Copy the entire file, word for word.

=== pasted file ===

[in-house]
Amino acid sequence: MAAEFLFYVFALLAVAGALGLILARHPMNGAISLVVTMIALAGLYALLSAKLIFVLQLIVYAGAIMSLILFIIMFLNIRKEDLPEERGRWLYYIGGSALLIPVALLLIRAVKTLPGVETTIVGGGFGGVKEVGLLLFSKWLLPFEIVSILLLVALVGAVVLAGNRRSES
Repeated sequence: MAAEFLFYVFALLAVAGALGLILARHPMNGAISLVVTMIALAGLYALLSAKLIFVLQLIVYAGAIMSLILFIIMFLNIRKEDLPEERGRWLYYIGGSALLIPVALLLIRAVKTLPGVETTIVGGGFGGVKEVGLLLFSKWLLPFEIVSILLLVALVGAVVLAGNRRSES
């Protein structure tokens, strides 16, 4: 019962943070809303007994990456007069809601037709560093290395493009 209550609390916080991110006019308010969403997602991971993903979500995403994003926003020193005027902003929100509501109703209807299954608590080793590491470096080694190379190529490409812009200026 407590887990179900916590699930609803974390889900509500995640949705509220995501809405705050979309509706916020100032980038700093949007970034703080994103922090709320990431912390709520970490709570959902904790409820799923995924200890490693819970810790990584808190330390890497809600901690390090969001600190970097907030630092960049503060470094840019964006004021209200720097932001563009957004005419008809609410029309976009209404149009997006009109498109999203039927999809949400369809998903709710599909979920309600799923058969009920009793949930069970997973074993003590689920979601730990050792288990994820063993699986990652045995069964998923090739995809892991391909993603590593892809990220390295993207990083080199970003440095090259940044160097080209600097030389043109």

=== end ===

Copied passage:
[in-house]
Amino acid sequence: MAAEFLFYVFALLAVAGALGLILARHPMNGAISLVVTMIALAGLYALLSAKLIFVLQLIVYAGAIMSLILFIIMFLNIRKEDLPEERGRWLYYIGGSALLIPVALLLIRAVKTLPGVETTIVGGGFGGVKEVGLLLFSKWLLPFEIVSILLLVALVGAVVLAGNRRSES
Repeated sequence: MAAEFLFYVFALLAVAGALGLILARHPMNGAISLVVTMIALAGLYALLSAKLIFVLQLIVYAGAIMSLILFIIMFLNIRKEDLPEERGRWLYYIGGSALLIPVALLLIRAVKTLPGVETTIVGGGFGGVKEVGLLLFSKWLLPFEIVSILLLVALVGAVVLAGNRRSES
């Protein structure tokens, strides 16, 4: 019962943070809303007994990456007069809601037709560093290395493009 209550609390916080991110006019308010969403997602991971993903979500995403994003926003020193005027902003929100509501109703209807299954608590080793590491470096080694190379190529490409812009200026 407590887990179900916590699930609803974390889900509500995640949705509220995501809405705050979309509706916020100032980038700093949007970034703080994103922090709320990431912390709520970490709570959902904790409820799923995924200890490693819970810790990584808190330390890497809600901690390090969001600190970097907030630092960049503060470094840019964006004021209200720097932001563009957004005419008809609410029309976009209404149009997006009109498109999203039927999809949400369809998903709710599909979920309600799923058969009920009793949930069970997973074993003590689920979601730990050792288990994820063993699986990652045995069964998923090739995809892991391909993603590593892809990220390295993207990083080199970003440095090259940044160097080209600097030389043109």